What Would Young You Tell You to Do?

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This is me at around age 10.


I spent my childhood on a farm, climbing trees, building forts, and yes, training calves to follow me around in a circle at the fall fair.

(I was good at the later. I still have one of my trophies. *kisses bovine leadership biceps*)

I also loved reading.

And writing little stories.

Every year, before school started, my mom would get out our "books"—those ones where conscientious parents kept track of their children's milestones—and ask us the questions listed on the page associated with our age.

One of those questions, of course, was:

When I grow up I want to be...

The answers varied a bit year to year, but this one never did.


Over and over again, from the age of 5 until I was a teenager, I told my mom I wanted to be a writer.

I'm not sure when, or why, I lost touch with that aspiration as a vocation or career idea.

I did well in high school and university, and my highest marks were always in English and Creative Writing.

But it never occurred to me to *become* a writer.

And then I got a job in advertising right out of university and my career in business took off.

About 10 years ago, I started thinking about writing a book, something related to curiosity.

I met with a literary agent, he liked my ideas and took me on as a client.

And I wrote nothing.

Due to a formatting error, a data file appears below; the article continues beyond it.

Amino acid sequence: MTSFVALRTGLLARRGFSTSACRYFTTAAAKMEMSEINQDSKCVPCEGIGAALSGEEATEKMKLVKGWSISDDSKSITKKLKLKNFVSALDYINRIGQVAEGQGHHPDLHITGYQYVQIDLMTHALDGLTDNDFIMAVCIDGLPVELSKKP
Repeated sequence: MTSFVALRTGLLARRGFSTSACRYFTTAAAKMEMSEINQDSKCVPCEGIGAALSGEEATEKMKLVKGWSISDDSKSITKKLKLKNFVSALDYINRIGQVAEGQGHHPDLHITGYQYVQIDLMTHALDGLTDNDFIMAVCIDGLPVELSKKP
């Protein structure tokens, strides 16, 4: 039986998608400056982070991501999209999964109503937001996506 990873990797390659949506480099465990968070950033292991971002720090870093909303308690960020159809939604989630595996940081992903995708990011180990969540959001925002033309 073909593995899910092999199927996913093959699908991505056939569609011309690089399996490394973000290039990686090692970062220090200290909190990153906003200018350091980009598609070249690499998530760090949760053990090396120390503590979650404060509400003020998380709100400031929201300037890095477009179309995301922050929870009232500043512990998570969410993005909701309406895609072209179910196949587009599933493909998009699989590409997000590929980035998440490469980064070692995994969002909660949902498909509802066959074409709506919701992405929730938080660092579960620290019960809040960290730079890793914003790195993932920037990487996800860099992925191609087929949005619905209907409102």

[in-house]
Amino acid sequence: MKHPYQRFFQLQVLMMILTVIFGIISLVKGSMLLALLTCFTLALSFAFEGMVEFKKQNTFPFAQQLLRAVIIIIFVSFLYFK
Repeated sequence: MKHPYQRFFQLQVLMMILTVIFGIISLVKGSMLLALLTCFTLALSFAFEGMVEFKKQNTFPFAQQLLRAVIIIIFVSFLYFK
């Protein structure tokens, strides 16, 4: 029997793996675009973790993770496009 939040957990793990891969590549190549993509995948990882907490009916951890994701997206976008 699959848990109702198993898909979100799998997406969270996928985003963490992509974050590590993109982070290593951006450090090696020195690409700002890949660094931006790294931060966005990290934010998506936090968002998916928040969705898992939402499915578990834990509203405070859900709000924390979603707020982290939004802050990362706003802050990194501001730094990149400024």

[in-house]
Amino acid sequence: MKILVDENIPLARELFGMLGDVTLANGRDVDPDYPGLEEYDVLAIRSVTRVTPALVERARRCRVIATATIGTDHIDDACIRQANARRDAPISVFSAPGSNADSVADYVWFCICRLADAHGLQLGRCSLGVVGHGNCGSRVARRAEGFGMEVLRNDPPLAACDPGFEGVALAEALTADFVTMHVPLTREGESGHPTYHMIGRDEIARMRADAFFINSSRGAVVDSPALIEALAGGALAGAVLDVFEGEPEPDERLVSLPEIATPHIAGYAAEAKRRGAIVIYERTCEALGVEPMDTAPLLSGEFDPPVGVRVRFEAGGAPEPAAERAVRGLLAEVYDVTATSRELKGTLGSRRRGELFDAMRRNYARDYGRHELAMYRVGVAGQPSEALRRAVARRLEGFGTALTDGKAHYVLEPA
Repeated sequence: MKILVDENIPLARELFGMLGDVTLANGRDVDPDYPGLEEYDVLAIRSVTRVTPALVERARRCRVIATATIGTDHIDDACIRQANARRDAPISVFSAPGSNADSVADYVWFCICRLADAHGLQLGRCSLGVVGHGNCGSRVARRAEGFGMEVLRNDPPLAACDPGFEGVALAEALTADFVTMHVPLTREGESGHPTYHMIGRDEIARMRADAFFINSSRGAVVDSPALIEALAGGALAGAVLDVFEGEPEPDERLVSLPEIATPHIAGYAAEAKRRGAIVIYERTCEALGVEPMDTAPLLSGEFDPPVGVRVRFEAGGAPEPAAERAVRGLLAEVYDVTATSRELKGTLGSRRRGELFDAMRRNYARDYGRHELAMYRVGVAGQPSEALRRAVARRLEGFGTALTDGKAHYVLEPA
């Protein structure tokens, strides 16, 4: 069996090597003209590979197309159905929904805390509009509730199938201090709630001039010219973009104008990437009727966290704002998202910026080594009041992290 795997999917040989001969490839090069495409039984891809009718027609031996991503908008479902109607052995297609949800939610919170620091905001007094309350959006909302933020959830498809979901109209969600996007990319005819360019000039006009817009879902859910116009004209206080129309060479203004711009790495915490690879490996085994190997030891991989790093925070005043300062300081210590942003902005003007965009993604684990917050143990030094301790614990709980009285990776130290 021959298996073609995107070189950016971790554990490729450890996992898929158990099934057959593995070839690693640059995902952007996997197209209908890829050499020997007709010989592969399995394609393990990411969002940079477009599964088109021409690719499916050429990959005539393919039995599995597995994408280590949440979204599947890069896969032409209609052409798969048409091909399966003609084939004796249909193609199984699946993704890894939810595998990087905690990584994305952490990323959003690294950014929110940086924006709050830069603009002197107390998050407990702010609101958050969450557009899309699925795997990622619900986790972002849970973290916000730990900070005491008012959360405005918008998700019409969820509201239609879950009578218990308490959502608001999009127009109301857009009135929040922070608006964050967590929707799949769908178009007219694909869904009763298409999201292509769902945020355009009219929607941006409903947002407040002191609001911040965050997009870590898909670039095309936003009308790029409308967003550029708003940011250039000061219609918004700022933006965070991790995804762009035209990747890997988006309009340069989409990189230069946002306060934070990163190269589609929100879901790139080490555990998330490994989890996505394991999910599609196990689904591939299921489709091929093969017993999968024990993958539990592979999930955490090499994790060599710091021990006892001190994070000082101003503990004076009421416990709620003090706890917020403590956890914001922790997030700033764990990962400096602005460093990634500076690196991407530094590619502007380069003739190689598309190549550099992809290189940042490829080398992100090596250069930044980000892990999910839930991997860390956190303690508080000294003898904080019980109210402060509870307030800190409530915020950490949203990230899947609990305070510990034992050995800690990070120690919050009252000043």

After dismantling my research and innovation consultancy in 2014, I worked for a year as a ghost-writer for a business friend of mine who wanted to develop a book proposal and build his platform as a thought leader.

I worked on the book proposal, wrote all of his blog posts and produced and co-hosted his podcast.

And I wrote nothing of my own.

At the end of last year, I sat down with myself and said, "hey self, it's time to get serious about this writing thing. Or let it go. And if you're going to get serious about it, you clearly need some support. Because you're not making it happen on your own."

So, I hired a writing coach.

And our work together has been absolutely life-changing.

Because here I am.


Which brings me back to trust.

I'm going to keep coming back to that inner child, that clever little genius who *knew* writing was a thing that grown up her was meant to do, and I'm going to TRUST her.

Trust her when the shame monster shows up.

Trust her when the mean girl shows up.

Trust her when the imposter syndrome shows up.

And trust her when I'm raging about the gap between my high standards and good literary taste, and my lack of ability to meet either.

I'm going to trust that little cow-wrangling, book-reading, word-loving genius.

Because she knew.

Which means I know.

And there's only one thing left to do.


Karen Ward